Poipu is paradise!

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With its sparkling blue waters and pristine white sand beaches, Poipu is the jewel of Kauai’s Sunshine Coast.

Poipu offers much more than languid resort living and fruity cocktails. Although it is now primarily a vacation destination, the area has a rich cultural and historical legacy. That history is what has shaped Hawaii into what we know it as today.

Poipu is located at the southwestern tip of Kauai island. This part of the island is mostly sunny and dry throughout the year (as are the southeastern parts of all of Hawaii’s islands). That alone makes it an ideal vacation destination. But Poipu has been a hub of activity on Kauai for well over 150 years. Poipu is part of the larger Koloa district of Kauai Island.

Native Hawaiian historical sites in and around the area date as far back as the 15th century (the 1400s). Archaeological studies have uncovered a number of heiau (sacred temple), taro patches, and fish ponds in the region. Some of these sites have been restored and are accessible to the public. Among them are the Kaneiolouma and Kihahouna heiau, now under the stewardship of native Hawaiian cultural organizations.

A lush Kauai Garden.

Poipu became a port of call during the whaling heyday of the early 1800s. Eventually, Koloa (just two miles inland) became the sight of the first working sugar mill in Hawaii. The sugar industry would come to dominate Hawaii’s economic and political landscape until the late 20th century.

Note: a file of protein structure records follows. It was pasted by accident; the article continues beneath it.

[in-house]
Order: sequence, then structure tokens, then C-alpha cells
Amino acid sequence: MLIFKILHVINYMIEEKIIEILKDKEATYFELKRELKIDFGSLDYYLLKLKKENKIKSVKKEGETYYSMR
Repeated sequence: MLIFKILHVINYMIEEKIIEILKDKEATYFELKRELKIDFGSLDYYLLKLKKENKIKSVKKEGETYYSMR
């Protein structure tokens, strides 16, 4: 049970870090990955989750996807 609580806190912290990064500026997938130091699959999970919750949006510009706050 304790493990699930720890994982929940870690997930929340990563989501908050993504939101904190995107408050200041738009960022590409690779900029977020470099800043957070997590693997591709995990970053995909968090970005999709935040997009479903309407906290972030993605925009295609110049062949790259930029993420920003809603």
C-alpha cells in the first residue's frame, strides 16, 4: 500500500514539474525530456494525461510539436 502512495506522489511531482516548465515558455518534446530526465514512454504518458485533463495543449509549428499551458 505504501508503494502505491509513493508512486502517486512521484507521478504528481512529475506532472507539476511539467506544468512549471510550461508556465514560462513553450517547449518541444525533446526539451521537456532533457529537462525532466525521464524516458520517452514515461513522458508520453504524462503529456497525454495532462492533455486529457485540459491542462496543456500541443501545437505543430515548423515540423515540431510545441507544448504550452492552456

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Nowadays, tourism is king. It’s no wonder, as Poipu and its environs are home to some of Hawaii’s most beautiful beaches and coastal areas. And occasional visits by Hawaiian monk seals.

Poipu has been named one of America’s “Top Ten Beaches” by the Travel Channel because of its beauty, accessibility, and best-in-the-world ocean safety resources. And there are other nearby beaches that are equally wonderful.

Shipwrecks Beach is at the eastern end of Poipu, fronting the Grand Hyatt. It is an ideal sunbathing spot with a broad sand stretch, and public parking and restroom facilities. There is no lifeguard station, though, and an often powerful shorebreak demands that beachgoers mind their personal safety. The beach is named for the long-ago disappeared hull of an ill-fated vessel that once haunted the shoreline.

Spouting Horn, Kauai. Photo:Jade Eckardt

At the western end of the Poipu area is Spouting Horn. A lava tube channels water and air with each incoming swell, sounding a musical and guttural tone felt in the bones and shooting a powerful geyser into the breeze. It’s a rocky coast without a lifeguard. Best to watch and listen, as there is no sandy beach to lay out on or Ocean Safety personnel to look after you.

Beyond the sea, the Poipu area is home to several botanical gardens dedicated to the preservation of native plant and wildlife species facing the real prospect of extinction. The Allerton Garden, McBryde Garden and others in the area offer guided tours and workshops. Their lush landscapes of fruit trees, taro patches and bamboo forests are sublime, and provide an immersive experience into Hawaii’s natural world.

A typical Poipu sunset. Photo: Jade Eckardt

Waimea Canyon is only about an half-hour drive from Poipu. It’s easy to end a day of hiking the “Grand Canyon of the Pacific” with your toes in the sand under a molten sunset. Military families can access the accommodations at Barking Sands Beach, home to beautiful coastlines and the world’s largest strategic missile range.

Accommodations in Poipu range from economy to luxury. There are world-class golf courses, too. It’s easy to spend a week in Poipu. And it is the perfect place to base a Kauai vacation.